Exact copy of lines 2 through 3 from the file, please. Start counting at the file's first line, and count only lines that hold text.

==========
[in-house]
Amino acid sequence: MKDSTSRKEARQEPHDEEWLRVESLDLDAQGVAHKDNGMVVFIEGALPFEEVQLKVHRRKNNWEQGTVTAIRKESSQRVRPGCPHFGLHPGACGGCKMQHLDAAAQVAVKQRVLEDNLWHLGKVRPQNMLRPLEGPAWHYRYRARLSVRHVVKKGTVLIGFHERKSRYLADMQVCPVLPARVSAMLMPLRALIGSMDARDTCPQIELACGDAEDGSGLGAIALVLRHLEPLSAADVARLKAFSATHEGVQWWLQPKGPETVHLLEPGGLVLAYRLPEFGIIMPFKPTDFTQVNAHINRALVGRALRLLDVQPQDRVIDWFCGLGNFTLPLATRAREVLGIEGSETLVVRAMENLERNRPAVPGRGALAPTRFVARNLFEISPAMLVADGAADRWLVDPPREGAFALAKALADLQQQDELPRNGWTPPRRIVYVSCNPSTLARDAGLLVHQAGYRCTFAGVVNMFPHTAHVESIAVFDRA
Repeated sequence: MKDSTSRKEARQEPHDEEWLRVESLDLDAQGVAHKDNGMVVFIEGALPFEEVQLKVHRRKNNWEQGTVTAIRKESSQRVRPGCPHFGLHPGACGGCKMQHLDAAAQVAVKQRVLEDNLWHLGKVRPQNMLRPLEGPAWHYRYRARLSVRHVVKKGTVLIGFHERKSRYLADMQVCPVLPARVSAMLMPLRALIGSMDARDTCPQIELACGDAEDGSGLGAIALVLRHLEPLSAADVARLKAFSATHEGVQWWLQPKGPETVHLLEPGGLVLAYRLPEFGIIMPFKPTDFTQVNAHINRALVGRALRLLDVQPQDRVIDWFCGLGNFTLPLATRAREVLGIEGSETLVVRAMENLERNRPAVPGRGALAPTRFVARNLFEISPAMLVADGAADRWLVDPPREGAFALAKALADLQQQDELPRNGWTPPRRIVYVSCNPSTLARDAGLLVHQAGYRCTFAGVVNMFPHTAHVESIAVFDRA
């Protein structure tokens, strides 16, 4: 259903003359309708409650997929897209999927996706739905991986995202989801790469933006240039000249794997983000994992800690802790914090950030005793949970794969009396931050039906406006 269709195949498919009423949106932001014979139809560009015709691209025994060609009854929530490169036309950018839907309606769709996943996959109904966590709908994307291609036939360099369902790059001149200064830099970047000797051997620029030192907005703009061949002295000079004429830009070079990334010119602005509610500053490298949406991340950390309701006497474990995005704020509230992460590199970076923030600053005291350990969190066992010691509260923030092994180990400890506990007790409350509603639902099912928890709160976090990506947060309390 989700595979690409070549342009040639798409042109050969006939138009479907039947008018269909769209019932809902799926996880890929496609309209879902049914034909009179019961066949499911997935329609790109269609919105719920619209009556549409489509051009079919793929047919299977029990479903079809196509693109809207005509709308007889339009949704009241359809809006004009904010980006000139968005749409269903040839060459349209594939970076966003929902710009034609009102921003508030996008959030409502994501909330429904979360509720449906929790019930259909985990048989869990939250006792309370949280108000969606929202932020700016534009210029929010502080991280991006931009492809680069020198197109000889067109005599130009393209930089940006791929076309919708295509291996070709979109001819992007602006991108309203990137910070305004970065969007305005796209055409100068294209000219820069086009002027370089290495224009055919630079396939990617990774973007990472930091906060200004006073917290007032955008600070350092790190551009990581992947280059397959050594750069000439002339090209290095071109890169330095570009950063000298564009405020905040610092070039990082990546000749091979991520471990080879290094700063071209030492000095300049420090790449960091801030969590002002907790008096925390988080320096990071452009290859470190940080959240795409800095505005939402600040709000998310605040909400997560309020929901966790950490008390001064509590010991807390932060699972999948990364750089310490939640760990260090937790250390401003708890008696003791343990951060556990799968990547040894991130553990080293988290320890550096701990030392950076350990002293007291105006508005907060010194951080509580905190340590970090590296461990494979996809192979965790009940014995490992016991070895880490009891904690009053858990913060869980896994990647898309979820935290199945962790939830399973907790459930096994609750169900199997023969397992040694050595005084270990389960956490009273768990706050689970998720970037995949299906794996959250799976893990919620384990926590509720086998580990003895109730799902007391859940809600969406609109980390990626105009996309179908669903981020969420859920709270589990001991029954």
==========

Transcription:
Amino acid sequence: MKDSTSRKEARQEPHDEEWLRVESLDLDAQGVAHKDNGMVVFIEGALPFEEVQLKVHRRKNNWEQGTVTAIRKESSQRVRPGCPHFGLHPGACGGCKMQHLDAAAQVAVKQRVLEDNLWHLGKVRPQNMLRPLEGPAWHYRYRARLSVRHVVKKGTVLIGFHERKSRYLADMQVCPVLPARVSAMLMPLRALIGSMDARDTCPQIELACGDAEDGSGLGAIALVLRHLEPLSAADVARLKAFSATHEGVQWWLQPKGPETVHLLEPGGLVLAYRLPEFGIIMPFKPTDFTQVNAHINRALVGRALRLLDVQPQDRVIDWFCGLGNFTLPLATRAREVLGIEGSETLVVRAMENLERNRPAVPGRGALAPTRFVARNLFEISPAMLVADGAADRWLVDPPREGAFALAKALADLQQQDELPRNGWTPPRRIVYVSCNPSTLARDAGLLVHQAGYRCTFAGVVNMFPHTAHVESIAVFDRA
Repeated sequence: MKDSTSRKEARQEPHDEEWLRVESLDLDAQGVAHKDNGMVVFIEGALPFEEVQLKVHRRKNNWEQGTVTAIRKESSQRVRPGCPHFGLHPGACGGCKMQHLDAAAQVAVKQRVLEDNLWHLGKVRPQNMLRPLEGPAWHYRYRARLSVRHVVKKGTVLIGFHERKSRYLADMQVCPVLPARVSAMLMPLRALIGSMDARDTCPQIELACGDAEDGSGLGAIALVLRHLEPLSAADVARLKAFSATHEGVQWWLQPKGPETVHLLEPGGLVLAYRLPEFGIIMPFKPTDFTQVNAHINRALVGRALRLLDVQPQDRVIDWFCGLGNFTLPLATRAREVLGIEGSETLVVRAMENLERNRPAVPGRGALAPTRFVARNLFEISPAMLVADGAADRWLVDPPREGAFALAKALADLQQQDELPRNGWTPPRRIVYVSCNPSTLARDAGLLVHQAGYRCTFAGVVNMFPHTAHVESIAVFDRA